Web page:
The Riojan pilot Jose Mª Peña He has contested on two occasions what could be described as “The last great adventure”, the Dakar rally, but when the crew met for coffee they always ended up planning new trips and adventures. Route 66 or the Panamericana were some of the proposals for their next destinations until they realized that the oldest known adventure route passes through the door of our house, the Santiago’s road.
We needed to challenge ourselves, add difficulties to our route and it occurred to us that the least suitable motorcycle to go on the roads would be a scooter. We present the idea to TGB Spain, and they loved the idea. The brand entrusted us with 6 scooters of its Express model, a model that is usually a work tool for delivery people, maintenance services or food chains at home.
THE CHALLENGE BEGINS
We are heading to Roncesvalles to start our particular Camino de Santiago, arriving at our starting point before sunrise. Until the day before the temperatures on the peninsula had been exceptionally warm, but that morning the thermometers were in the negative five degrees. But the sky was magnificent. At the end of the day, the odometers told us that we had traveled 146 hard kilometers.
The next morning, Jose Mª made us get up early, since the program included the marathon stage, our goal was to reach Sahagun, but since everything went smoothly, we managed to reach Lion, thus completing 305 kms. Upon entering Burgos lands, on the ascent to the La Pedraja pass, complications begin. The water that fell days ago leaves large puddles riddled with ruts, and despite being noon, they remain frozen.
Through Atapuerca, the roads continue in the stone age, even worse. Slabs and ice are not good companions for the tires on our Express. We crossed Burgos to go to Castrojeriz, a town that left us with important memories; Before reaching it, a section of mud caused the wheel arches of our scooters to become clogged and later in a rapid ascent with very loose dirt there were two off-track exits, fortunately without consequences for machines or riders.
We left León with the thermometers terrifying us with a negative 9 degrees, but the sun did not want to miss this new section either. Water courses that would normally be forded, this morning were impossible, they were completely frozen. On Astorga begins one of the most beautiful areas of the road with such significant enclaves as the Cruz de Hierro, El Acebo and a vertiginous descent to Molinaseca, to enter El Bierzo and reach its capital Ponferrada.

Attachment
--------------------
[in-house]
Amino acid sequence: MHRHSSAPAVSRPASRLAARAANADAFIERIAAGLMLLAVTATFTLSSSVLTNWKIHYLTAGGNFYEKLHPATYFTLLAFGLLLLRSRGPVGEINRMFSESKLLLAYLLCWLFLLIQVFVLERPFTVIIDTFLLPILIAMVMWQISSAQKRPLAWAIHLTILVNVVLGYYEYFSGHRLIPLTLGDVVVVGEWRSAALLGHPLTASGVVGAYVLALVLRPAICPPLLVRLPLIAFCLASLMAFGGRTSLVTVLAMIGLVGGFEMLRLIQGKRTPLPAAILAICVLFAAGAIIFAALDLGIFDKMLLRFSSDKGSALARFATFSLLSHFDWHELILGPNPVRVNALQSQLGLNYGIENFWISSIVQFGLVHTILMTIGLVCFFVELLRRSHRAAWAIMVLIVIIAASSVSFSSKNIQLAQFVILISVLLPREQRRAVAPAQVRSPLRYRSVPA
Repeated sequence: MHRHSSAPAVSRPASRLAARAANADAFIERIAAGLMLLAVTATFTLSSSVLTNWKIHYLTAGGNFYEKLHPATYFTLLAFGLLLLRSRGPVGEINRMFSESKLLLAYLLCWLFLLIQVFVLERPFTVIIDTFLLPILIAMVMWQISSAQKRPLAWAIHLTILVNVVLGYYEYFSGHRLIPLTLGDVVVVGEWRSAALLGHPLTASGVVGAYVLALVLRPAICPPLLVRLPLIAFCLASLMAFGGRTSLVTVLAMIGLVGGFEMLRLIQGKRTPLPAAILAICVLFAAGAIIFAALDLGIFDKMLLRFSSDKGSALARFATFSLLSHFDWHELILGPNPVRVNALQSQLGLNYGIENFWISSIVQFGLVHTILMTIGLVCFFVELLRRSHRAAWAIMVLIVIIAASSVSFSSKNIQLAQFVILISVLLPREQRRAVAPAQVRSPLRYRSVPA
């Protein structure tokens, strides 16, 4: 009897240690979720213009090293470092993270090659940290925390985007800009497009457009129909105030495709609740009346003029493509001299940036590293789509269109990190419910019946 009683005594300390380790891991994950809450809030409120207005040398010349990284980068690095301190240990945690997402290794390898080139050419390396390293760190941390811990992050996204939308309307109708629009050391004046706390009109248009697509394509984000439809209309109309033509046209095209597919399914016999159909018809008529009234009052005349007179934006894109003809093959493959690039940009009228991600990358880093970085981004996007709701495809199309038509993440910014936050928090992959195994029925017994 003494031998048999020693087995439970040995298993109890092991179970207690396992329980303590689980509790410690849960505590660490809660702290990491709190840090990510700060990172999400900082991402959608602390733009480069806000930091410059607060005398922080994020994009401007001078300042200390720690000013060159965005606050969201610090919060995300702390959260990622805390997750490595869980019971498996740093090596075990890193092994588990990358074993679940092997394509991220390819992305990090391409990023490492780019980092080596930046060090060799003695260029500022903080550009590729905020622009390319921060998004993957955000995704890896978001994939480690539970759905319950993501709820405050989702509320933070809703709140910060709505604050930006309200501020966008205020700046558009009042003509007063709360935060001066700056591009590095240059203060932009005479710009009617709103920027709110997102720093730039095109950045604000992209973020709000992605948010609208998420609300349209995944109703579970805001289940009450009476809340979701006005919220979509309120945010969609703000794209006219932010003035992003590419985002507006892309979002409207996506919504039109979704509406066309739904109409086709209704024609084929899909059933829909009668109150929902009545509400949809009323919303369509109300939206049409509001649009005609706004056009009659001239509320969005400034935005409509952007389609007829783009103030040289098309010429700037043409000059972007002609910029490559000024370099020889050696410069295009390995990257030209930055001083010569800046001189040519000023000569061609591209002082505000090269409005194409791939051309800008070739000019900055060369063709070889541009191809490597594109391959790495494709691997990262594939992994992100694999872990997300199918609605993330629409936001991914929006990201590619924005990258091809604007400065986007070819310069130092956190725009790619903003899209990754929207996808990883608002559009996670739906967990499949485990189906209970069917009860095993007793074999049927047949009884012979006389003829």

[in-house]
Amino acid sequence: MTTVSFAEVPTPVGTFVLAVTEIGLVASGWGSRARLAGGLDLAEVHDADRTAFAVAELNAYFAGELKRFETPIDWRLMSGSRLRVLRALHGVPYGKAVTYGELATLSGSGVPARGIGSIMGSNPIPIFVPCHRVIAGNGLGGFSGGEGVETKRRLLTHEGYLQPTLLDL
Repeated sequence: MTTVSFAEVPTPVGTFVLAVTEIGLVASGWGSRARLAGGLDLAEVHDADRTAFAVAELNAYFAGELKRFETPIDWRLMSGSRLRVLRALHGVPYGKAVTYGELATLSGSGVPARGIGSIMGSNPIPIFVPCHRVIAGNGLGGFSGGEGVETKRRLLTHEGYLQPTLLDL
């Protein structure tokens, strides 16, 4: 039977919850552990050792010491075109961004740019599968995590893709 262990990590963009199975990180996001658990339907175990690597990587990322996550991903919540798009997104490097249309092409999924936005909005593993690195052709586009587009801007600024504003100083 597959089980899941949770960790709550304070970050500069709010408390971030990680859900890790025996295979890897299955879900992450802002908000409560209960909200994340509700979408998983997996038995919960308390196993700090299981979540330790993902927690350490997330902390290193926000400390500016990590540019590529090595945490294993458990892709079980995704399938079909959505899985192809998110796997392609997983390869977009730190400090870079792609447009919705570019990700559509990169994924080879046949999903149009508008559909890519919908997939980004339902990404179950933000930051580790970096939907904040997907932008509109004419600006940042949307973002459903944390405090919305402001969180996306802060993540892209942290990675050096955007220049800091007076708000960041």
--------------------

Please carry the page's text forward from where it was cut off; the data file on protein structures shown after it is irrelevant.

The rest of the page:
The next difficulty we encountered in ascending to the first Galician enclave, Or Cebreiro, with its historical and artistic ensemble. A little further on, the ice continues to do its thing and some uphill ramps also put our physical condition and the clutches of the Express to the test, as we have to upload the bikes by hand. Later on, a fall when entering a muddy area forces us to make a relay among the pilgrims, and again we are faced with roads in poor condition with a lot of ice, which delay our progress.
At dusk we managed to reach Portomarin, to enjoy a well-deserved rest after 222 kilometers. The proximity to Santiago spurs our spirits and before dawn we are ready to leave for an extremely fun stage that adds twisty roads, paths between eucalyptus forests and fast areas to reach the Monto do Gozo, from where we already saw our first objective, Santiago de Compostela. Visiting our employer is mandatory and with the permission of the local police we agree with our TGB to the Obradoiro square.
We decided to continue this route that had its goal in Finisterre, the end of the ancient known world. A road trip with the consequent fun of riding in a group and with identical performance mounts, and that gave us the only technical incident of the entire trip, a puncture in the rear tire of one of the motorcycles. It is paradoxical that after 800 kilometers on roads, it is the asphalt that deteriorates a tire designed specifically for it.
Things of meigas?
For Pedro Pablo Armas
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